More education needed on hair disorders in skin of color

September 1, 2005

There are hair disorders that occur in disproportionate numbers, or almost exclusively, in the black population such as central centrifugal scarring alopecia, dissecting cellulitis, pseudofolliculitis barbae (PFB), and acne keloiditis.

Chicago - Physicians need to educate themselves about the hair disorders that are more prevalent in people of color, as well as the products and styles that their patients use, so they can offer them alternatives that will prevent future hair disorders, according to Victoria Holloway Barbosa, M.D., vice-president of research and development at L'Oréal USA.

"For instance if someone develops grooming-induced alopecia, the physician can counsel a patient on proper use of products, such as only using them every six to eight weeks," Dr. Holloway Barbosa explains. "Individuals need to be told to space out their use of relaxers and permanent hair color, by at least two weeks, and should be encouraged to use deep conditioners twice a month. There are excellent conditioners available in a variety of price ranges."

A survey that Dr. Holloway Barbosa conducted found that 60 percent of black women questioned said they experience hair breakage. The majority of female black survey respondents (56 percent) also said they experience a dry scalp.

"Largely, the dry scalp occurs because of some of the hair products that are used," she says. "Many of the hair sprays, gels, and sheens contain alcohol and can be very drying to the hair and scalp. Remember that some of these products are being used everyday or every-other-day. Many African-American women may be washing their hair every week or every other week, so dryness of scalp should not be surprising."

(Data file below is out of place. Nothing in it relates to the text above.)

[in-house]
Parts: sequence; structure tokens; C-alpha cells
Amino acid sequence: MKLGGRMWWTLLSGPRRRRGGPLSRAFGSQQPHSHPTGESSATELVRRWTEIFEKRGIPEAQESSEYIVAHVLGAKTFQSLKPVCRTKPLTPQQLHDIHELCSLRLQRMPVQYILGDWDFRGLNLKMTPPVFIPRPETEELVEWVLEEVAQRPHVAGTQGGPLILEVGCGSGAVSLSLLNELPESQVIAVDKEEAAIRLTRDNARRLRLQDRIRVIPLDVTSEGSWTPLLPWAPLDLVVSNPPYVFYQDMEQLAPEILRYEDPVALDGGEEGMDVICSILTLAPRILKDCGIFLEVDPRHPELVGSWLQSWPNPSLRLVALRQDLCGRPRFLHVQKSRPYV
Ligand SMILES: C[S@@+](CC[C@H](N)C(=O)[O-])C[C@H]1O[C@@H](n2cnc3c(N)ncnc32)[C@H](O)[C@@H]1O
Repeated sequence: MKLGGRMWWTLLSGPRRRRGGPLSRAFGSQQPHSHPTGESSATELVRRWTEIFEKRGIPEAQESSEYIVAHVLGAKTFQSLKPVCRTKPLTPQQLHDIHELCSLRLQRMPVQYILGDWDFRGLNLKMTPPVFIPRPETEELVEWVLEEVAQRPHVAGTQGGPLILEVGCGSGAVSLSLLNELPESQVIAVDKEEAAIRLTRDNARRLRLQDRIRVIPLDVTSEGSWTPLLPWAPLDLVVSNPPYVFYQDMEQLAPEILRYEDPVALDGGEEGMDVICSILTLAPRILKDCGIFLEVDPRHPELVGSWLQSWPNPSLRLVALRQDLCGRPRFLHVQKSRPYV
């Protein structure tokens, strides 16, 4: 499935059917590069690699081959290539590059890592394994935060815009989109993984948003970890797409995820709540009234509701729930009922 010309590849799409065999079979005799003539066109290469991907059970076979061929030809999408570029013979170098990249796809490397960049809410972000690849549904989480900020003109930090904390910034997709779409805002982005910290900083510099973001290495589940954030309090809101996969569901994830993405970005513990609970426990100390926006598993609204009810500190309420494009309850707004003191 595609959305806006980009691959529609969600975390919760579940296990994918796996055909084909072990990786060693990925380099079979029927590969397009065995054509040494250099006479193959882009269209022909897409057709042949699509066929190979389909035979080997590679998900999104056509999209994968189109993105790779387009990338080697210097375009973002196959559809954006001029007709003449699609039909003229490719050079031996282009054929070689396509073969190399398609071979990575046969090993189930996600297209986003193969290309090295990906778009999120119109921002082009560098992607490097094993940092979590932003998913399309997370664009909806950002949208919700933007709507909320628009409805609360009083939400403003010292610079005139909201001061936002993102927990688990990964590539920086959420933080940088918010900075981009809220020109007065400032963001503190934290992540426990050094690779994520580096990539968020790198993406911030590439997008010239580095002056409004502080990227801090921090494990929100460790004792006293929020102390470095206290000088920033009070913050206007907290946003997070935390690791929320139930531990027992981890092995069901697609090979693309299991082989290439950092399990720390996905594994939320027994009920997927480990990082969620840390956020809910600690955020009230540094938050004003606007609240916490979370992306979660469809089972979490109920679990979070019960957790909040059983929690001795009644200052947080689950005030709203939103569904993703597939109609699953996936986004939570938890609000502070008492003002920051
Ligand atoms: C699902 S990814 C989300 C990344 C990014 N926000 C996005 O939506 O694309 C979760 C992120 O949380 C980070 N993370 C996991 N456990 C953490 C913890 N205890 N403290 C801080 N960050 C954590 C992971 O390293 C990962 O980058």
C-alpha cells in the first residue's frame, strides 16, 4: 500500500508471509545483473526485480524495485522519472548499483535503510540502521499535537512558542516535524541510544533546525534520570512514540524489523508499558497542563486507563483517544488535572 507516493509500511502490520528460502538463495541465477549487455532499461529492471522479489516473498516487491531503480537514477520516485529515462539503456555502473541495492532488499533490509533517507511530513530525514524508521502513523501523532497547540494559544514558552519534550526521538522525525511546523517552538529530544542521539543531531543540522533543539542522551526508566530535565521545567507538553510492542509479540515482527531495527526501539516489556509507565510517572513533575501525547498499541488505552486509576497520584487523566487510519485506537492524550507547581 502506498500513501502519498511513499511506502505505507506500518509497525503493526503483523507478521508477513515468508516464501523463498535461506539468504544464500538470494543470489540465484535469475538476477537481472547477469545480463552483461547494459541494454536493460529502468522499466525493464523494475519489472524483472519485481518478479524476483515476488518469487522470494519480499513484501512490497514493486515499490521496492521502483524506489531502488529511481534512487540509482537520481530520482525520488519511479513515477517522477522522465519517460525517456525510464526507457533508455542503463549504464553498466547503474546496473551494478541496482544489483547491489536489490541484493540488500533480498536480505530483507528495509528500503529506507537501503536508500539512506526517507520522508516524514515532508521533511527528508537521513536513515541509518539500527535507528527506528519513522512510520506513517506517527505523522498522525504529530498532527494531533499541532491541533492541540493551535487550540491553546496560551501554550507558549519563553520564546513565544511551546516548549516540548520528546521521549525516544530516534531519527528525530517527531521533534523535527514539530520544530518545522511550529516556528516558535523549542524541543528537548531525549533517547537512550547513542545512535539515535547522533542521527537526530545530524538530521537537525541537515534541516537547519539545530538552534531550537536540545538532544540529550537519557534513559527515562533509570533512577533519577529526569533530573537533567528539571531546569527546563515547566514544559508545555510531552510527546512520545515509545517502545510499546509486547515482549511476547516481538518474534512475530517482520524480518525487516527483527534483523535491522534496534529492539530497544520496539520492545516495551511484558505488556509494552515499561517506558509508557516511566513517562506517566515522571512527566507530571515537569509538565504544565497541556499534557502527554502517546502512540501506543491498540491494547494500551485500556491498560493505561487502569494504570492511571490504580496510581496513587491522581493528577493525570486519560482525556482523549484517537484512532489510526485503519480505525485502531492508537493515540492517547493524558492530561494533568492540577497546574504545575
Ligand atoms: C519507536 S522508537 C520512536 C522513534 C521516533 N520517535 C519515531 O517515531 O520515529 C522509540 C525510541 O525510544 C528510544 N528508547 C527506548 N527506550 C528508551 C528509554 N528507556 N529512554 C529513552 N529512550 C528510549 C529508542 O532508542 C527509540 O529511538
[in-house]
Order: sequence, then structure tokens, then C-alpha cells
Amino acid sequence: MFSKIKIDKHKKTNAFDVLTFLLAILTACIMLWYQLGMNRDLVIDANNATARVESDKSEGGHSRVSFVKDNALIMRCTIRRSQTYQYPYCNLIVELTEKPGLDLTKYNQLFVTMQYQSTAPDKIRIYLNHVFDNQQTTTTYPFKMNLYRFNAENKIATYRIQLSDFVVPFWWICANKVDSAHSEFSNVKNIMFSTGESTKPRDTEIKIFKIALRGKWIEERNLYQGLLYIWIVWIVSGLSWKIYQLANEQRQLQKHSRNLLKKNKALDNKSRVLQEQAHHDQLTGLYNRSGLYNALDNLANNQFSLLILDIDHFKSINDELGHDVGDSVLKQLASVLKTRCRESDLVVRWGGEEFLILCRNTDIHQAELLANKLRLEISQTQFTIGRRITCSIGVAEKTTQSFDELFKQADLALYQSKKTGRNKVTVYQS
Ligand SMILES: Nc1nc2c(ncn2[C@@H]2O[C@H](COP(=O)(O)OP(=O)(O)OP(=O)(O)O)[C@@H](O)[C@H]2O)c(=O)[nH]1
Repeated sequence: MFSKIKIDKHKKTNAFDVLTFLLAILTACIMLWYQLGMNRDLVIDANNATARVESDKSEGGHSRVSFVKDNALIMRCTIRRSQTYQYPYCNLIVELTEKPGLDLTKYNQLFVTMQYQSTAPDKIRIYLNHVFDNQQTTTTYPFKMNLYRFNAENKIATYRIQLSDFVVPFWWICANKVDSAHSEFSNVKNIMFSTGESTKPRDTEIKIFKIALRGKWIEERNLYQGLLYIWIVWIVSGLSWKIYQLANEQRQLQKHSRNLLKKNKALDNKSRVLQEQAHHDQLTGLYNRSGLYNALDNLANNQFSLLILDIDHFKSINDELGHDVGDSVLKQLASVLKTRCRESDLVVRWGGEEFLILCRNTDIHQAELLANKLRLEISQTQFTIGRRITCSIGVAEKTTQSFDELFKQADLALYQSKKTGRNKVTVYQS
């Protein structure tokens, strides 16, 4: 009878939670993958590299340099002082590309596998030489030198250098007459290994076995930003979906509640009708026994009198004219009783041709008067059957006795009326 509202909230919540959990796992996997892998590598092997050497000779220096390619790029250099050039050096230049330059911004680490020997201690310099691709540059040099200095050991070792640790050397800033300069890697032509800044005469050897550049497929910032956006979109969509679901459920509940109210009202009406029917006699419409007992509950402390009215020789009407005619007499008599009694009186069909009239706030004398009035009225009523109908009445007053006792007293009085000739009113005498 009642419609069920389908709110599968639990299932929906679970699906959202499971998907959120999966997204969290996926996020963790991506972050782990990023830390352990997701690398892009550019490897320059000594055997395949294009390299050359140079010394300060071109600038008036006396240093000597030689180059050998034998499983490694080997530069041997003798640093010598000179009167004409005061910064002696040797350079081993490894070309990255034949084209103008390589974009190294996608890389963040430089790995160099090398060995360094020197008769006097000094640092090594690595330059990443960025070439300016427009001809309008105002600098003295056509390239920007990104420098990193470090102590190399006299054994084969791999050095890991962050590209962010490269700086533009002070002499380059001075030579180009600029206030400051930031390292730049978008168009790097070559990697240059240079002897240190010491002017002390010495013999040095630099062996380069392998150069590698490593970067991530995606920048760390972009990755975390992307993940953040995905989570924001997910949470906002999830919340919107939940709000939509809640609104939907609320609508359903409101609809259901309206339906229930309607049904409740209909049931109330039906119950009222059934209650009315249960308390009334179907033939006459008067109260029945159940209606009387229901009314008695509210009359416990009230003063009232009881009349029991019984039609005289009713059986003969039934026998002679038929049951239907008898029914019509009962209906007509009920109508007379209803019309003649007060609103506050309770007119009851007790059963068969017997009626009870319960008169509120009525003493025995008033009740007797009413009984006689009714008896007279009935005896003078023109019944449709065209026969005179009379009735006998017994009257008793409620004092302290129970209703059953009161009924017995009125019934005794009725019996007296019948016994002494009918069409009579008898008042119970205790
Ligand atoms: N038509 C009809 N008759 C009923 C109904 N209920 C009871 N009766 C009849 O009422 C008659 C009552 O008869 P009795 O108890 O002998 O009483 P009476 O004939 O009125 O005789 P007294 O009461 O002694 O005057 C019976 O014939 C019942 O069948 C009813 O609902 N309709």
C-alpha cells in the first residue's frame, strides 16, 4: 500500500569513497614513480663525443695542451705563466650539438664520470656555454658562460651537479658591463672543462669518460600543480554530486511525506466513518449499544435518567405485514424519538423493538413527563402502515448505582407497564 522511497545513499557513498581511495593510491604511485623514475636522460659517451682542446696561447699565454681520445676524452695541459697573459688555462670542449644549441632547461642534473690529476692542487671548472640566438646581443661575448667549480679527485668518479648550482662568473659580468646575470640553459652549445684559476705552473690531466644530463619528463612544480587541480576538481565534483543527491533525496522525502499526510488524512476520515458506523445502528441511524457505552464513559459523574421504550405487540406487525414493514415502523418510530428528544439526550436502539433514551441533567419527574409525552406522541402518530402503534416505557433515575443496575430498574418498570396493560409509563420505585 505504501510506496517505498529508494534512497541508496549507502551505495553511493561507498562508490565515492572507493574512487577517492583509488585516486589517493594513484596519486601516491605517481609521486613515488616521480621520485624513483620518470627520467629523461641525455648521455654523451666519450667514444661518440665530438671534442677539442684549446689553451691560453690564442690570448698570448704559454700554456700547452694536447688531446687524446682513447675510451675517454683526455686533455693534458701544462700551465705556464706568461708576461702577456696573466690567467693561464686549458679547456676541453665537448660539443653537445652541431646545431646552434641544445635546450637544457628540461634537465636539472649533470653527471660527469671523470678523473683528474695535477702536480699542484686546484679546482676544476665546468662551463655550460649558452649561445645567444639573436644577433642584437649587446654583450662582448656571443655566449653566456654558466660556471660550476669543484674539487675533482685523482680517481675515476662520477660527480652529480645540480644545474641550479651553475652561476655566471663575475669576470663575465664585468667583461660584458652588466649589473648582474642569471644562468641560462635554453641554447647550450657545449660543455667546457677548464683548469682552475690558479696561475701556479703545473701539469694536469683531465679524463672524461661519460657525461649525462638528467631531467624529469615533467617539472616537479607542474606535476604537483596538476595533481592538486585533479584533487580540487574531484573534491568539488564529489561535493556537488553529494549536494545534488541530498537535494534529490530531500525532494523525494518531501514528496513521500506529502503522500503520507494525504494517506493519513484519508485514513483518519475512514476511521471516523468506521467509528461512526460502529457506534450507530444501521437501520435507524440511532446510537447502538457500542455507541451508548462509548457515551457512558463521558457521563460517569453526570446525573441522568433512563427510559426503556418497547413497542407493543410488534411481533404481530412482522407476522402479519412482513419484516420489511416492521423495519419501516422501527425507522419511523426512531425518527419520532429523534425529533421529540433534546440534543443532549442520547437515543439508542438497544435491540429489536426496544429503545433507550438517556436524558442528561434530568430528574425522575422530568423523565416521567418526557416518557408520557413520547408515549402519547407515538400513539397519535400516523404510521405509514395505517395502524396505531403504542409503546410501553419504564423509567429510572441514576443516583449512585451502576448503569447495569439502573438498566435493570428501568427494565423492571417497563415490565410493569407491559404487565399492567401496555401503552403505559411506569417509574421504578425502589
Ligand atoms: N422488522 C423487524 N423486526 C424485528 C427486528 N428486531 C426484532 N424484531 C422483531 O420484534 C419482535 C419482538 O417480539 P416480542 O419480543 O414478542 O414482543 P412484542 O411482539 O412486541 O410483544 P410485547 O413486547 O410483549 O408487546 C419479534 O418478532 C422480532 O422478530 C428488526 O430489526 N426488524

Dr. Holloway Barbosa says that the nature of black hair is inherently more fragile than hair of Asian, Caucasian or Latino women. Compounding hair's fragile texture is repeated use of chemical processes to achieve particular hairstyles, as well as the use of extremely hot styling appliances to achieve particular hairstyles. More than half of black women say they use hair relaxers, a chemical process.

"It adds up to a lot of wear and tear on the hair," she says.

There are hair disorders that occur in disproportionate numbers, or almost exclusively, in the black population such as central centrifugal scarring alopecia, dissecting cellulitis, pseudofolliculitis barbae (PFB), and acne keloiditis. Treatments for each of the conditions vary.

"They are conditions that physicians see, but they tend to be frustrating problems because they can be difficult to treat," Dr. Holloway Barbosa says. "For many of these conditions, there isn't a lot of data. The etiology is not clear and the treatment options are not always successful, so they can be very frustrating for the patient and the physician."

With a condition such as PFB, it presents mainly as mild to moderate disease. If men can find the right shaving method, it can help keep the disease to a minimum, she explains.

In a survey of black men with PFB, respondents cited use of electric clippers, triple-bladed razor, or use of a depilatory as the best ways to prevent PFB, Dr. Holloway Barbosa notes.

"Doctors can help find the shaving regimen that will minimize disease," she says. "In addition, many doctors have reported success with using lasers for hair removal. Eliminating the hair will eliminate the bumps."

Acne keloiditis, or bumps on the back of the neck, can be treated with topical steroids and antibiotics if it presents as mild to moderate disease. In more severe cases, excision may be necessary.

For a condition such as central centrifugal scarring alopecia, a frequent treatment is topical steroids alone or in combination with oral antibiotics.